Astoundingly, this airplay plus the couple of copies we've sold of the bandcamp version means that we have ALREADY pretty much RECOUPED all the costs of the EP! It only costs about 25 quid to put an online single out (we do ours via emuband) and the bunch of sales plus the PRS money from the three plays I know about should just about cover it!

    I think this is the first thing we've EVER released that has actually made it's costs back - I think I'm beginning to see why Mr Big of Big Records INC puts out so many 'Best Of' compilations - you don't have to pay to record anything new, it's basically FREE CA$H!

    (Not a lot of CA$H in our case, but still - I may splash out on a packet of polos to celebrate!)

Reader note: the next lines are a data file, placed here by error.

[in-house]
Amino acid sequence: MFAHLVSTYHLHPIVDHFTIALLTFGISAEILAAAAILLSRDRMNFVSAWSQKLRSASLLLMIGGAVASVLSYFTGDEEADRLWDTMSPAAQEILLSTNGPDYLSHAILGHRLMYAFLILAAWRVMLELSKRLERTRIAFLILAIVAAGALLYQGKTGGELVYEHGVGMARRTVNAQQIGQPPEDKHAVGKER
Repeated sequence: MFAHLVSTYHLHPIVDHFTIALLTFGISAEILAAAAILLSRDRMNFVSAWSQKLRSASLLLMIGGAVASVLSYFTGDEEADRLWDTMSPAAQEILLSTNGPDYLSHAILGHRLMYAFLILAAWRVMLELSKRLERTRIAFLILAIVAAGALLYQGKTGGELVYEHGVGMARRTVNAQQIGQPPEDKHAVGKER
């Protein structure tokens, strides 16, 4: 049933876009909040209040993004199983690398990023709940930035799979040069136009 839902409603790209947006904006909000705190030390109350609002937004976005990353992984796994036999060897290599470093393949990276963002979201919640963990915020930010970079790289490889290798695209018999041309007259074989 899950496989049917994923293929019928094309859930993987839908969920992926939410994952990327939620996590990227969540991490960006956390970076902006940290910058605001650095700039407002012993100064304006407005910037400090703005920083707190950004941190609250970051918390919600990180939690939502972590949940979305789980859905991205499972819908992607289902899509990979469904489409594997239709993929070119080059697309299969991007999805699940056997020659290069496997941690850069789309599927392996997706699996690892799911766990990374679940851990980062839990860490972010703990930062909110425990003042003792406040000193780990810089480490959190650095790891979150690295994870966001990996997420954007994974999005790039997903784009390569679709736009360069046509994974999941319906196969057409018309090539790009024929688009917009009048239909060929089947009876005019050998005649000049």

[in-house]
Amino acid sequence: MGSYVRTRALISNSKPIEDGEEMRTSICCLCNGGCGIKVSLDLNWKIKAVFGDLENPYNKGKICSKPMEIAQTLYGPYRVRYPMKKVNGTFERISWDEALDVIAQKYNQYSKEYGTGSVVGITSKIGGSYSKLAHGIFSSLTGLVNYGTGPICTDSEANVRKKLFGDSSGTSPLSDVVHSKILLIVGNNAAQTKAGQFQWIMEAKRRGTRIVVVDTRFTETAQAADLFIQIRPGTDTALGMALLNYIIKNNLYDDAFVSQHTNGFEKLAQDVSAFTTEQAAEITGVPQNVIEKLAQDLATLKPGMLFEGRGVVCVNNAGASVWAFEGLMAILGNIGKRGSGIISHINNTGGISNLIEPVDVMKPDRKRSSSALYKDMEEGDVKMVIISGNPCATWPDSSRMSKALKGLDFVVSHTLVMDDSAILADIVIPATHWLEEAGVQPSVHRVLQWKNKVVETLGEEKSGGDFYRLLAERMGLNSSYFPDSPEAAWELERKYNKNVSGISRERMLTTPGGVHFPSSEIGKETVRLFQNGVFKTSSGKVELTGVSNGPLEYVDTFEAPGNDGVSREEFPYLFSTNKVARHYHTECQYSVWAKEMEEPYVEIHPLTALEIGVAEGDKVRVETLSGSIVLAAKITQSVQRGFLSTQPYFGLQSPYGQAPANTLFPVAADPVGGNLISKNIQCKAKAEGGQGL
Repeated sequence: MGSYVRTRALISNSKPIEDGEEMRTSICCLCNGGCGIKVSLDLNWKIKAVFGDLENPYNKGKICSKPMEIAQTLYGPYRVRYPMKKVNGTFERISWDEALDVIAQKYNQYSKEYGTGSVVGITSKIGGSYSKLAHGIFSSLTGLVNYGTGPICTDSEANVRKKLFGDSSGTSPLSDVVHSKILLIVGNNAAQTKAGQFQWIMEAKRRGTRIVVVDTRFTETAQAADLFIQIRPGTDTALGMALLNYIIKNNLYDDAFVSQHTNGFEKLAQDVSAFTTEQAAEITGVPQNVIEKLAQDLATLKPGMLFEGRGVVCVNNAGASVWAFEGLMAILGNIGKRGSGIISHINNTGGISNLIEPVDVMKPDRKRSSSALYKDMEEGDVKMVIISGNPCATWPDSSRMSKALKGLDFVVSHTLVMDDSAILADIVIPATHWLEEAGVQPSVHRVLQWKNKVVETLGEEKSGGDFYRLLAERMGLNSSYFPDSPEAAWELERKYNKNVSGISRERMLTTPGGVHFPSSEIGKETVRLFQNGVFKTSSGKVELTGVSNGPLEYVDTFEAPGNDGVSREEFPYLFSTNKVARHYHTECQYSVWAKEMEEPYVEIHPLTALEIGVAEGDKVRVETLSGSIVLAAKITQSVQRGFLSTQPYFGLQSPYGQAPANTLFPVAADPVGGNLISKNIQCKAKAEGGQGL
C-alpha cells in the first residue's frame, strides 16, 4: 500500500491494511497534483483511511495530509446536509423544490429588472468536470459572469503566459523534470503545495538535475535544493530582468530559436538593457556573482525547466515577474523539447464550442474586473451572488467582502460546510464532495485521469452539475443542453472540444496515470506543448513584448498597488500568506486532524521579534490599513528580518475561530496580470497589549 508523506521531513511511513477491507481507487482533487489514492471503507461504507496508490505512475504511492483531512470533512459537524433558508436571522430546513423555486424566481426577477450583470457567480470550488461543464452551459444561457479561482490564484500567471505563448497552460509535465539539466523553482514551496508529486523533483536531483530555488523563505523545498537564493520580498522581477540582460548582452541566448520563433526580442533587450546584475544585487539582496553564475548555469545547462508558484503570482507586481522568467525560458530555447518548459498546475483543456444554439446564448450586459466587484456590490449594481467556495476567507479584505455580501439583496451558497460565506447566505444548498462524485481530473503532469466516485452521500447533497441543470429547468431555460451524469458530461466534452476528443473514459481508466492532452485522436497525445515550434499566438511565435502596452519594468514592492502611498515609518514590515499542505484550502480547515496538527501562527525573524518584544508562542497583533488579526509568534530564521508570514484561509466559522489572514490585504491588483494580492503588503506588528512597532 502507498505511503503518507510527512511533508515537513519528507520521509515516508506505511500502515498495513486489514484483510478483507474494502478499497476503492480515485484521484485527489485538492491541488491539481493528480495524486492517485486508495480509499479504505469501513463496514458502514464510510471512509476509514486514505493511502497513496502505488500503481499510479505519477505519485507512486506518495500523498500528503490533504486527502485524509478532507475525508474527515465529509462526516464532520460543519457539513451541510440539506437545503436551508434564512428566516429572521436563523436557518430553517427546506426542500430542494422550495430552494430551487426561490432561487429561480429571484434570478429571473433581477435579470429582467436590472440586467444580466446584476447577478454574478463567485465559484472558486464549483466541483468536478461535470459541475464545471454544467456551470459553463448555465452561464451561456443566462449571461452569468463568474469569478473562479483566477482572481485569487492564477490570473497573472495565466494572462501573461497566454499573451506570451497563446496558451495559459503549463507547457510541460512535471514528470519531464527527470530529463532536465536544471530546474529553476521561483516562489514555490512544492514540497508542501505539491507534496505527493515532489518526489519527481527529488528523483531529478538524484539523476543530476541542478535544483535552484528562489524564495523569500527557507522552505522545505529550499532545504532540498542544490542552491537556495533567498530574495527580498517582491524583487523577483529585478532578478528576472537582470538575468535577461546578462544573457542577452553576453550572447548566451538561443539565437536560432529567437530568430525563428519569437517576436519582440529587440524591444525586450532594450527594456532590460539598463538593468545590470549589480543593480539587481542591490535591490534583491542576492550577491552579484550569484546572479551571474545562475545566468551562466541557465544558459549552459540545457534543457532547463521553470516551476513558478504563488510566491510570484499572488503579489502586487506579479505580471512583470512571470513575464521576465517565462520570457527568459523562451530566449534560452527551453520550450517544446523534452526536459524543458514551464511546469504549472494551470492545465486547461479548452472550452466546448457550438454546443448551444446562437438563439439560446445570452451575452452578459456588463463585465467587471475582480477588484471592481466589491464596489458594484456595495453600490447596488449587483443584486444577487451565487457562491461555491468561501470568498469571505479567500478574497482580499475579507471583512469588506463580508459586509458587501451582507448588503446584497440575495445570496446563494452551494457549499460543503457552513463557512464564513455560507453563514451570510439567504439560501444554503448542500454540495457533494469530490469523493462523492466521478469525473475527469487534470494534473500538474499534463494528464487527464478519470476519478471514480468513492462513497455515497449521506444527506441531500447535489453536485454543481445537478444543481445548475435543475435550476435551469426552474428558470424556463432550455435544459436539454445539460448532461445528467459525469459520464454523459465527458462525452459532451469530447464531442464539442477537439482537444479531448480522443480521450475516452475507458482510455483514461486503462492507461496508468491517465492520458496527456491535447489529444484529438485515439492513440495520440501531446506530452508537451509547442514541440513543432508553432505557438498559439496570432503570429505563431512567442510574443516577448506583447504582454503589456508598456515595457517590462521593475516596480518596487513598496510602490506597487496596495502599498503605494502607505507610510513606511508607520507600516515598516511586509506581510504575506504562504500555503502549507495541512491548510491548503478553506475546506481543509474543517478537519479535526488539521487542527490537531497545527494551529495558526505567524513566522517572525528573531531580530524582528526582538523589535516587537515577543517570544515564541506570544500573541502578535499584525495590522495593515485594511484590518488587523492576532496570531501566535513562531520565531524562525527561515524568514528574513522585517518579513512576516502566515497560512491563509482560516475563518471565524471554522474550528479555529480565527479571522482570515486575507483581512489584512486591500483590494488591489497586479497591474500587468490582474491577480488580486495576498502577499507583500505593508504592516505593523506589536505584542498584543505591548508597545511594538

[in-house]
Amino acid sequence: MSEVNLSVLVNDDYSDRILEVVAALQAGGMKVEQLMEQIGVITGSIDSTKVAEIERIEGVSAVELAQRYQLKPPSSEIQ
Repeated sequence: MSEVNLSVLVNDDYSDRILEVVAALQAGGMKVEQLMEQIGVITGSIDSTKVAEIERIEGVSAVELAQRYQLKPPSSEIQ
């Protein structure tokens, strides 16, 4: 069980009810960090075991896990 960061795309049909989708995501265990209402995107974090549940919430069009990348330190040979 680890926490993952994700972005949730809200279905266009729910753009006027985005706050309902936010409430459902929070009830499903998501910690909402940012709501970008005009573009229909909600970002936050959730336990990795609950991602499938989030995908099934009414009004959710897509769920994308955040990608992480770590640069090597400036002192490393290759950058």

posted 15/6/2018 by MJ Hibbett
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    Storm House Update
    The other day after work I met with Ms E Morgan, chum from the MA Playwriting course and All Round Good Egg. We had a RIGHT old chat about various WRITING things, not least some TREMENDOUSLY exciting stuff she's got coming up with Actual Proper (i.e. PAID!) Writing Work, and it reminded me that I have not BANGED ON here very much lately about Storm House.